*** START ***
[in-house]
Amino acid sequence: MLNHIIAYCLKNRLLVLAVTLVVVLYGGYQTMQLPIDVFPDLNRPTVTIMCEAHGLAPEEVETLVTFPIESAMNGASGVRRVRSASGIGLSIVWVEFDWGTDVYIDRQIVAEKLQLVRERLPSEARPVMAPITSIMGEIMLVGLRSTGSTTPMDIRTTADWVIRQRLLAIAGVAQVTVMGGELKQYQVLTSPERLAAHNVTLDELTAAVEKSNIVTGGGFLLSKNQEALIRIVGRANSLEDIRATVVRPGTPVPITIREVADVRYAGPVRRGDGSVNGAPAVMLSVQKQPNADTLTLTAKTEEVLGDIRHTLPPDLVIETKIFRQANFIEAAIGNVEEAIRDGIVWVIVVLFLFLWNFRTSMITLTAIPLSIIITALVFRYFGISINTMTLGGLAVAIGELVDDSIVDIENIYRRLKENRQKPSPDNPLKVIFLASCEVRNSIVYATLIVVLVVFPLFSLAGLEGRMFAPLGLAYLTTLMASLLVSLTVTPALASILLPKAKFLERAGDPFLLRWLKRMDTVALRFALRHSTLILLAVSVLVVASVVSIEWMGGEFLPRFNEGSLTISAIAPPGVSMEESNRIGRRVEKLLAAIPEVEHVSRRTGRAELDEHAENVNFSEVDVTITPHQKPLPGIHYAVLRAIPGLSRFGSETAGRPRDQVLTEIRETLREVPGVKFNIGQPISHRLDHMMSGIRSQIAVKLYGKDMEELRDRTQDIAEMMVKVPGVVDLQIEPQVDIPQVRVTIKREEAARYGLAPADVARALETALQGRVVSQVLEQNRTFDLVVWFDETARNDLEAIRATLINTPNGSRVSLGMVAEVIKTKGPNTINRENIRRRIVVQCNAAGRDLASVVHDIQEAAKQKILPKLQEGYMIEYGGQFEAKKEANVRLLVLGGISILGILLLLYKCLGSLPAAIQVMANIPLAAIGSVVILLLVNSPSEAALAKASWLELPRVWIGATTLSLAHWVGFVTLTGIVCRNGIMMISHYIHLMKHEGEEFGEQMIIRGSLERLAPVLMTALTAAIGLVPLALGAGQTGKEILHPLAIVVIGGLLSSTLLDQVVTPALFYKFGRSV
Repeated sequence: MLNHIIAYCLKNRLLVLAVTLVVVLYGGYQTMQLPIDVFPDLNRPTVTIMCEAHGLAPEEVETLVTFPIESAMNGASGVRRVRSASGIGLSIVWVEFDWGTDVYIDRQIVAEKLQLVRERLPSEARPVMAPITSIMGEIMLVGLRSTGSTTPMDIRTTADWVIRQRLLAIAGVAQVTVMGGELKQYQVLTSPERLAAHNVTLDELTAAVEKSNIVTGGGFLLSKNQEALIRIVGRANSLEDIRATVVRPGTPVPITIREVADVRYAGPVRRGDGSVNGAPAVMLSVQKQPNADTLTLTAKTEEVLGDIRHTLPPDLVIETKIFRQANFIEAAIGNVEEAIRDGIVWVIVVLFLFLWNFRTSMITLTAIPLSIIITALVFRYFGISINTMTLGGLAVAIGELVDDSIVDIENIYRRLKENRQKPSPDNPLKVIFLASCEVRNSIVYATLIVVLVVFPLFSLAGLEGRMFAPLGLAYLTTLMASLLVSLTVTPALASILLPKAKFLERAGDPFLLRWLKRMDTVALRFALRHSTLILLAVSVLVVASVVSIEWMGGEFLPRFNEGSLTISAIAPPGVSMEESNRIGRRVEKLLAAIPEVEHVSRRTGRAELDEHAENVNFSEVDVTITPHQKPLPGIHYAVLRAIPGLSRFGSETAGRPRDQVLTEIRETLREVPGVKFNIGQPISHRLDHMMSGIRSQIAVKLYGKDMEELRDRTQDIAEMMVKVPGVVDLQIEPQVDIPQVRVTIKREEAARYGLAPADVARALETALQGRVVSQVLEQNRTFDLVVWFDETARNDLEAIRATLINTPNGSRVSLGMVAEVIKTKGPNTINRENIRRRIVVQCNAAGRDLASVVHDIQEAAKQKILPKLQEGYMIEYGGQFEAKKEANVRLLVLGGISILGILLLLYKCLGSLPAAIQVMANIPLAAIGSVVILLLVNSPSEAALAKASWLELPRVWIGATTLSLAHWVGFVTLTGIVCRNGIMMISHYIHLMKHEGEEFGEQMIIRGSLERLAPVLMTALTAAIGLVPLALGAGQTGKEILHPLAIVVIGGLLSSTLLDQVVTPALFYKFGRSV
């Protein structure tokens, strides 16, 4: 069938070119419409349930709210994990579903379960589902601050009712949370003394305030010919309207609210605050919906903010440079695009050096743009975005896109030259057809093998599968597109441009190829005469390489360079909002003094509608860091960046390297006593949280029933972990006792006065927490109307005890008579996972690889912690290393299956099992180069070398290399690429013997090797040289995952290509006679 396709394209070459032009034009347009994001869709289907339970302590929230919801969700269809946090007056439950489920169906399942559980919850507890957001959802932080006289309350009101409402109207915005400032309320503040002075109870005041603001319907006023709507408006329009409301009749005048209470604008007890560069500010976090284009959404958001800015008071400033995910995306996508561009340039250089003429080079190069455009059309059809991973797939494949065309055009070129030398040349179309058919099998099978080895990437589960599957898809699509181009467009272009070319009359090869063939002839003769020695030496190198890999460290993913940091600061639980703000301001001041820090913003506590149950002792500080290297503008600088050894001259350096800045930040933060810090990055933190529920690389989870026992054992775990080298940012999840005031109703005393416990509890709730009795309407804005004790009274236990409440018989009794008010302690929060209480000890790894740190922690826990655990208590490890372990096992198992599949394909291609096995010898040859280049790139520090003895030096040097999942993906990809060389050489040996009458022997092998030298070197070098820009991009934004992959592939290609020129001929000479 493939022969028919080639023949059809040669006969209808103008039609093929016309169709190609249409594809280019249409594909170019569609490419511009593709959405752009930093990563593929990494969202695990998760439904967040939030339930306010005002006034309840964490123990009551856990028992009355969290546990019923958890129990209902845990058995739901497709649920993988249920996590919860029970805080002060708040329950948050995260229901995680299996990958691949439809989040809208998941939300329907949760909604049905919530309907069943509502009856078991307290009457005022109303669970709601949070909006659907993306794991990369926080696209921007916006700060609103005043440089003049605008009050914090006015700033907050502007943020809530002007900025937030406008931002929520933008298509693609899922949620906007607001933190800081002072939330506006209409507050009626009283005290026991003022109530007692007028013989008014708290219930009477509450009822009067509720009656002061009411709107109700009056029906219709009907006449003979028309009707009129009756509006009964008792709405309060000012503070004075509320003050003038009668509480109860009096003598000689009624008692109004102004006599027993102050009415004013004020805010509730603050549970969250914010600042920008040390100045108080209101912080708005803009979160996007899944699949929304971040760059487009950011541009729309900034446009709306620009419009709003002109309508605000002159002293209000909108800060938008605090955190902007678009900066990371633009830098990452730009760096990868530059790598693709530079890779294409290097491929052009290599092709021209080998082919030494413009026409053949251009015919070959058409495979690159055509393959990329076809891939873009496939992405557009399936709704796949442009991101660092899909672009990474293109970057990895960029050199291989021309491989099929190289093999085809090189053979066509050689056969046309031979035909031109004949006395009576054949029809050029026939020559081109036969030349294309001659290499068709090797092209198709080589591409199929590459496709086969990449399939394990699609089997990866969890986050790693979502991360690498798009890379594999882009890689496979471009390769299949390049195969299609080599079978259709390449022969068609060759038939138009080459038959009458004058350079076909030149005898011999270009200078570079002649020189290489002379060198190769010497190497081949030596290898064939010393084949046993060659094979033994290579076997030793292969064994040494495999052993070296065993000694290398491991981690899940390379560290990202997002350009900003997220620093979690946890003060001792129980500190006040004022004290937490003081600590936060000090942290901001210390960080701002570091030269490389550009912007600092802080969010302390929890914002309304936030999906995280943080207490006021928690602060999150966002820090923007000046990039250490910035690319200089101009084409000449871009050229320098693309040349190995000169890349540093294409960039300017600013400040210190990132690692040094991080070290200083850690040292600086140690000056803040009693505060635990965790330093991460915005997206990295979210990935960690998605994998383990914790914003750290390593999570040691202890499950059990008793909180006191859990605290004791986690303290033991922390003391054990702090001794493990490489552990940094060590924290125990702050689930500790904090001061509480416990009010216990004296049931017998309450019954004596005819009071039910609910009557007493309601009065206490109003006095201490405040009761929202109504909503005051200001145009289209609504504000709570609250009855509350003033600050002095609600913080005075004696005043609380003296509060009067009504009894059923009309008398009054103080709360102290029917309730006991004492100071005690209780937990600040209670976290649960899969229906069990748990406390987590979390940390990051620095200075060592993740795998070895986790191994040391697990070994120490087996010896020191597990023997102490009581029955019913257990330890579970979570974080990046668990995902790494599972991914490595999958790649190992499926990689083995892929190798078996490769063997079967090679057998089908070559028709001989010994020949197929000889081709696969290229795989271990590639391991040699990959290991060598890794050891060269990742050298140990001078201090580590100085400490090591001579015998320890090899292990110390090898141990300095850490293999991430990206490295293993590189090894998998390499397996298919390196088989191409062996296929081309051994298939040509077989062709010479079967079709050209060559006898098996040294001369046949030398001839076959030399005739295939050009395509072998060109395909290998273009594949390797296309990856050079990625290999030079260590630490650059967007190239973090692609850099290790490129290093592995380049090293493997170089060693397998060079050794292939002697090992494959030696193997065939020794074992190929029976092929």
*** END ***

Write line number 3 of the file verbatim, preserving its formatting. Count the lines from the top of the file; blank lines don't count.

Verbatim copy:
Repeated sequence: MLNHIIAYCLKNRLLVLAVTLVVVLYGGYQTMQLPIDVFPDLNRPTVTIMCEAHGLAPEEVETLVTFPIESAMNGASGVRRVRSASGIGLSIVWVEFDWGTDVYIDRQIVAEKLQLVRERLPSEARPVMAPITSIMGEIMLVGLRSTGSTTPMDIRTTADWVIRQRLLAIAGVAQVTVMGGELKQYQVLTSPERLAAHNVTLDELTAAVEKSNIVTGGGFLLSKNQEALIRIVGRANSLEDIRATVVRPGTPVPITIREVADVRYAGPVRRGDGSVNGAPAVMLSVQKQPNADTLTLTAKTEEVLGDIRHTLPPDLVIETKIFRQANFIEAAIGNVEEAIRDGIVWVIVVLFLFLWNFRTSMITLTAIPLSIIITALVFRYFGISINTMTLGGLAVAIGELVDDSIVDIENIYRRLKENRQKPSPDNPLKVIFLASCEVRNSIVYATLIVVLVVFPLFSLAGLEGRMFAPLGLAYLTTLMASLLVSLTVTPALASILLPKAKFLERAGDPFLLRWLKRMDTVALRFALRHSTLILLAVSVLVVASVVSIEWMGGEFLPRFNEGSLTISAIAPPGVSMEESNRIGRRVEKLLAAIPEVEHVSRRTGRAELDEHAENVNFSEVDVTITPHQKPLPGIHYAVLRAIPGLSRFGSETAGRPRDQVLTEIRETLREVPGVKFNIGQPISHRLDHMMSGIRSQIAVKLYGKDMEELRDRTQDIAEMMVKVPGVVDLQIEPQVDIPQVRVTIKREEAARYGLAPADVARALETALQGRVVSQVLEQNRTFDLVVWFDETARNDLEAIRATLINTPNGSRVSLGMVAEVIKTKGPNTINRENIRRRIVVQCNAAGRDLASVVHDIQEAAKQKILPKLQEGYMIEYGGQFEAKKEANVRLLVLGGISILGILLLLYKCLGSLPAAIQVMANIPLAAIGSVVILLLVNSPSEAALAKASWLELPRVWIGATTLSLAHWVGFVTLTGIVCRNGIMMISHYIHLMKHEGEEFGEQMIIRGSLERLAPVLMTALTAAIGLVPLALGAGQTGKEILHPLAIVVIGGLLSSTLLDQVVTPALFYKFGRSV